- Bear Cieri
- Said Bulle (left) and George Mnyonge at the A2VT album release party
In 2012, the City of Winooski got a new, unofficial motto: "Winooski, my town." The simple catchphrase, meant as a symbol of pride as well as a statement of residence, came from a song of the same name by A2VT, a local global-pop band composed of three young African refugees. The song's music video went viral in Vermont, launching the young upstarts to regional notoriety.
The track was the most popular single from the band's debut album, Africa, Vermont, the title of which underscored the concept behind the pop-hybrid group. The young men, Said Bulle, George Mnyonge and Cadoux Fanoy, were at the center of a cultural crossroads after arriving in Vermont as teenagers in the early aughts. Their well-received debut earned the band a noteworthy place in the burgeoning Chittenden County refugee community.
After a nearly eight-year gap, A2VT have just released their long-awaited sophomore LP, Twenty Infinity. With faster tempos and catchier hooks than its predecessor, the record marks an overall push into upbeat dance music and opens a new chapter in the group's continuing fish-out-of-water story. Now primarily a two-piece with Bulle and Mnyonge — who, in the context of the band, go by Jilib and Pogi, respectively — A2VT feel they've come into their own artistically with the release of the new album.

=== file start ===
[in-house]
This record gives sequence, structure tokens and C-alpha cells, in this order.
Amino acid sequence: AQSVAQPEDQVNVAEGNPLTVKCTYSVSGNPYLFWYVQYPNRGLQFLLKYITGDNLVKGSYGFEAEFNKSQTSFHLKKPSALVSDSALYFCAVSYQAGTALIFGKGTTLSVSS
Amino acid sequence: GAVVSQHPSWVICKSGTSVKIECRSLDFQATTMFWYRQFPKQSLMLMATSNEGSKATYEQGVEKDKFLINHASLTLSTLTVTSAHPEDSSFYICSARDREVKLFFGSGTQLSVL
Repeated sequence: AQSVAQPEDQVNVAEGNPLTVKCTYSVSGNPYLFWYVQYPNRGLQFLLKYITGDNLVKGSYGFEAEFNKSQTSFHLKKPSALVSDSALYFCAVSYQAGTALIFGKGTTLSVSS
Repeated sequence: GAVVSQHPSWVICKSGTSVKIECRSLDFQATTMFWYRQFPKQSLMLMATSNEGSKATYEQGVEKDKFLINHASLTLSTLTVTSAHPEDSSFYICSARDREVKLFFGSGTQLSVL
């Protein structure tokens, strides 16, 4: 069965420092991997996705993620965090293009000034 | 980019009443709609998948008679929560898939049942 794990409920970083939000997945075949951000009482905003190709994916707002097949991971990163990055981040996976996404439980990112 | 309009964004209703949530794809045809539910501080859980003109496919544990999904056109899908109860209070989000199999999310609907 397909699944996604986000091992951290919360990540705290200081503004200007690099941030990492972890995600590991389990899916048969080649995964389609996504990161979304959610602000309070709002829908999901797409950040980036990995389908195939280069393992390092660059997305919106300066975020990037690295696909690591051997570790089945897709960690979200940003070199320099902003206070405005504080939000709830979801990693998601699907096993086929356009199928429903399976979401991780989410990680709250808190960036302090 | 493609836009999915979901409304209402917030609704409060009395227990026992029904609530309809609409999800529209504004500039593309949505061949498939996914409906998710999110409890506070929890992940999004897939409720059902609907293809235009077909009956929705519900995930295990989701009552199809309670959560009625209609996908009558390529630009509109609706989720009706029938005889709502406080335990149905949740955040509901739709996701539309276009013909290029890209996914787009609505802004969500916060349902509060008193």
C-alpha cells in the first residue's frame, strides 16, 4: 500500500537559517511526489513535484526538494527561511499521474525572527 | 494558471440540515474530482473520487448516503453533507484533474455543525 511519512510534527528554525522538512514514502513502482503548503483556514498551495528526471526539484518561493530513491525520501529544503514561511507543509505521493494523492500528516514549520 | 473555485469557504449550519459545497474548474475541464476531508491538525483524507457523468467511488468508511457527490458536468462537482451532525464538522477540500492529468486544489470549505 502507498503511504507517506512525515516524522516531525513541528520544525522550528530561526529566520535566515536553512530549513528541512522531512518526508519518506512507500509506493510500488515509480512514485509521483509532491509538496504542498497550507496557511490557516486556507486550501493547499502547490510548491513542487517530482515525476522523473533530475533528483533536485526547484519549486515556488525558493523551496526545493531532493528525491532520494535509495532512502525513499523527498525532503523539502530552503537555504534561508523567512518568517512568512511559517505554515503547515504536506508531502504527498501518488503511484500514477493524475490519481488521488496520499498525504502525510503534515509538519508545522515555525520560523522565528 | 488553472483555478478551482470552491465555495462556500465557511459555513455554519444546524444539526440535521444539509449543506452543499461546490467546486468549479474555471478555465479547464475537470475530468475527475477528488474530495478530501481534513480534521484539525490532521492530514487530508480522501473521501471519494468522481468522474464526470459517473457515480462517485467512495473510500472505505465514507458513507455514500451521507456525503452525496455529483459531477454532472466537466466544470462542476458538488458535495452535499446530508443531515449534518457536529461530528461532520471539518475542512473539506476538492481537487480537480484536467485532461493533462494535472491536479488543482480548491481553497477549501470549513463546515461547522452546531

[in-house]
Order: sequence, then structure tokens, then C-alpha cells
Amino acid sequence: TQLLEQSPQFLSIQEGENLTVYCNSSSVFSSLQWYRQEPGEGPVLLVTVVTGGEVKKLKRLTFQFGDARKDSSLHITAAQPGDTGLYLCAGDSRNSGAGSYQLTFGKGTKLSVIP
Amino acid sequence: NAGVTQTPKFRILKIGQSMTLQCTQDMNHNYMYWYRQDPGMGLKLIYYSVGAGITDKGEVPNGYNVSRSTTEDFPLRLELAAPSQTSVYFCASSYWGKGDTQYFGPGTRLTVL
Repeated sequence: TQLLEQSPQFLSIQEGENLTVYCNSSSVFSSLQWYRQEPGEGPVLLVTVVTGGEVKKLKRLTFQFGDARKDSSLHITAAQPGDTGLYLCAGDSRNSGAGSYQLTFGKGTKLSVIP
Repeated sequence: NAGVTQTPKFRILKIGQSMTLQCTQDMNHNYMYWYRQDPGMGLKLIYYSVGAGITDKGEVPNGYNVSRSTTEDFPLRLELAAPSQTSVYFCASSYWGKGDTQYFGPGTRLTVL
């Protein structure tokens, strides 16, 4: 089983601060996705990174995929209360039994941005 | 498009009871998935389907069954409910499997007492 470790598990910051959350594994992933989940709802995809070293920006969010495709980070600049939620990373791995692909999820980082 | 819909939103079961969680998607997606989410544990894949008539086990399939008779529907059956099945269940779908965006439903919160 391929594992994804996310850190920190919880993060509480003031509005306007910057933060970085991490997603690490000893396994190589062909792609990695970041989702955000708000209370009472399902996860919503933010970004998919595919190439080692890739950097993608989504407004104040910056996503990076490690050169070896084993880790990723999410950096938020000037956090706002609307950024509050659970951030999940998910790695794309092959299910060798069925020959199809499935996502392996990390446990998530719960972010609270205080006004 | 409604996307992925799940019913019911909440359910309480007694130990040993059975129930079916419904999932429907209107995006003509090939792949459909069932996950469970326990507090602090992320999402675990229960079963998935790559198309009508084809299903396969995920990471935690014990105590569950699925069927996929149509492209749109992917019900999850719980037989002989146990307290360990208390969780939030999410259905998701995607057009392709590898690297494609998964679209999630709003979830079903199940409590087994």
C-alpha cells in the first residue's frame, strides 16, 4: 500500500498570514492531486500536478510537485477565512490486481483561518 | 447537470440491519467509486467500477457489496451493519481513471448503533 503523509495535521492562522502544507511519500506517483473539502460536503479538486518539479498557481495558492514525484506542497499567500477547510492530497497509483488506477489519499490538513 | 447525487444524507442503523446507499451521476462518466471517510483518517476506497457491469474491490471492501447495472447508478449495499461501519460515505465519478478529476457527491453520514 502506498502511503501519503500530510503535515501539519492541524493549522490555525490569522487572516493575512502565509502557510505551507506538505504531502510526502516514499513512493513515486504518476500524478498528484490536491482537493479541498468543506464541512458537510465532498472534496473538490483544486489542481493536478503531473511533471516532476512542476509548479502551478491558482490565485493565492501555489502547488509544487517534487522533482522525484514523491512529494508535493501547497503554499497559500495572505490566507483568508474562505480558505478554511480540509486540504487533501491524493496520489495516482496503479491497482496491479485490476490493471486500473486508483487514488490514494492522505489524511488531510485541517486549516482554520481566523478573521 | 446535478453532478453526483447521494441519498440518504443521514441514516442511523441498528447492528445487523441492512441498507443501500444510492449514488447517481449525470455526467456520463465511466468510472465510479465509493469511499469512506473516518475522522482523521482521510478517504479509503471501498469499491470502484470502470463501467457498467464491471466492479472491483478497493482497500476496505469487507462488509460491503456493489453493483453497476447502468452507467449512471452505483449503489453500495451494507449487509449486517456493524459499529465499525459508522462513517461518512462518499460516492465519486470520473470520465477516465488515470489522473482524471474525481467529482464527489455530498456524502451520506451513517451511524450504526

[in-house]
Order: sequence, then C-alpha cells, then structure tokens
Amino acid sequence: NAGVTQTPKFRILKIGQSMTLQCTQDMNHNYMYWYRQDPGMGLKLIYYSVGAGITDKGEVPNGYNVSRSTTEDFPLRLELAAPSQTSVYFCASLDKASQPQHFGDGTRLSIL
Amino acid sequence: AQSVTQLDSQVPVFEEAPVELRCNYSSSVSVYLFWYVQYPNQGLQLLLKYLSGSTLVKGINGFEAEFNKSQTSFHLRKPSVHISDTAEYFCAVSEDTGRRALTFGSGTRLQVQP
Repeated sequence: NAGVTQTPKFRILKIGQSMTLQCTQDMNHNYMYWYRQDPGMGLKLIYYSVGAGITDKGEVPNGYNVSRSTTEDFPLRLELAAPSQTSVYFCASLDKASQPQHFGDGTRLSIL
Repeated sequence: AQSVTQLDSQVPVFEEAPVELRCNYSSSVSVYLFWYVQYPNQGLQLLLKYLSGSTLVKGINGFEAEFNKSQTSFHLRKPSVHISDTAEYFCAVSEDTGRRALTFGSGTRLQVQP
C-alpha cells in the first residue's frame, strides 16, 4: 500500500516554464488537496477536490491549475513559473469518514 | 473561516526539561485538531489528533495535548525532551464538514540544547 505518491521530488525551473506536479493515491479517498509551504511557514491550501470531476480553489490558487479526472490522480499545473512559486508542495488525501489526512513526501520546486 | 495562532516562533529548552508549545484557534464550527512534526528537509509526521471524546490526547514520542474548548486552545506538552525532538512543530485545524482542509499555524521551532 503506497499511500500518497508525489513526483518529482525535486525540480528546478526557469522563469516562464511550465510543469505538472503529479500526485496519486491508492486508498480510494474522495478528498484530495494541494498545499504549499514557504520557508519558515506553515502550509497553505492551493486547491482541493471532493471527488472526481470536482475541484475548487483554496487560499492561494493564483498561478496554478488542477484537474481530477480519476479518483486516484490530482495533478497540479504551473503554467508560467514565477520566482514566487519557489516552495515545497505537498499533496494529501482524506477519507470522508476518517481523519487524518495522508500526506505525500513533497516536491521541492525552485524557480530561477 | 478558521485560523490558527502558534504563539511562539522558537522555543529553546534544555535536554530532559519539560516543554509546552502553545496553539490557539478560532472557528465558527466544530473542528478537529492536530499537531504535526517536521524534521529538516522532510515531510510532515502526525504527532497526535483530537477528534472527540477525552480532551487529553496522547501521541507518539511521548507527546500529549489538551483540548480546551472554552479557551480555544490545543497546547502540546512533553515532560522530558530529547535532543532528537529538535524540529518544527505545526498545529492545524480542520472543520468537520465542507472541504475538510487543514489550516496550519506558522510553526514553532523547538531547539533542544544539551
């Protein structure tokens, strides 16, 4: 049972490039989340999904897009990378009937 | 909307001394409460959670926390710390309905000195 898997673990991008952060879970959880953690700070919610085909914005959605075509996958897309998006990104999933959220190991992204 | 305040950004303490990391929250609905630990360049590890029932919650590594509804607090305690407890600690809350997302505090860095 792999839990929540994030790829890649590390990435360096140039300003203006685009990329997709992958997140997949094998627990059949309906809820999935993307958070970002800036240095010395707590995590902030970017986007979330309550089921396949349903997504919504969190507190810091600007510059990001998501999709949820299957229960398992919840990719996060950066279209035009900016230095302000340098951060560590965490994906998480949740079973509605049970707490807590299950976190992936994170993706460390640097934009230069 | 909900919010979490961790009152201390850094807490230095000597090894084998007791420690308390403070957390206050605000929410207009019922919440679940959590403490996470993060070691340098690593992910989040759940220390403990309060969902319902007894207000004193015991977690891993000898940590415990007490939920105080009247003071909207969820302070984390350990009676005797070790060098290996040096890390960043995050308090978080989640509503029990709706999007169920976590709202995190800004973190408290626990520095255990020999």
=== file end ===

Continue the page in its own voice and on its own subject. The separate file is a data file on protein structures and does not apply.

"On the first record, I was still like, What are we doing here?" recalls Bulle while hanging out at Creamy Goodness, a Burlington recording studio owned by A2VT general manager David Cooper.
Cooper is a longtime music engineer and member of the local tribute band Mellow Yellow who moved to Vermont in 2007. He was essential to launching A2VT's career, acting as the band's mentor, producer, audio tech and creative consultant since before the group had a name.
"Then, they were novices with a lot of passion and desire and no experience," he says of the nascent group. "Now, they're seasoned professionals. They know exactly what they're doing."
Bulle and Mnyonge say that confidence comes from age and experience, as well as growing into their roles as family and community leaders.
Bulle, now 31 and a father of three, says that he's become a role model for his extended family members, many of whom still live in Somalia, where he's originally from. Bulle laughs as he explains that his family in Africa thinks that because he lives in America and can be seen in music videos on YouTube, he must be wealthy.
Mnyonge, 29, who was born in Tanzania, notes a change in the attitudes of local refugee youth from when he was a teenager, perhaps in part due to the influence of A2VT.
"Before, I used to fight a lot," he says. In his teen years, he says, it was common to get into multiple altercations on his relatively quick walk from home to Winooski High School.
"What I'm seeing right now: Nobody's fighting, and the kids do good in school," he notes. "And they're trying to be like me and do music."
Mnyonge goes on to explain that A2VT's first album "was just a trial." But of the new one, he says, "It's crazy."
The biggest difference between Africa, Vermont and Twenty Infinity is energy. While hardly a chilled-out affair, the debut album had a relaxed atmosphere, emphasizing traditional hip-hop beats and downtempo vibes. But Twenty Infinity's opening track, "Halima," makes it clear that A2VT want listeners to get up on their feet.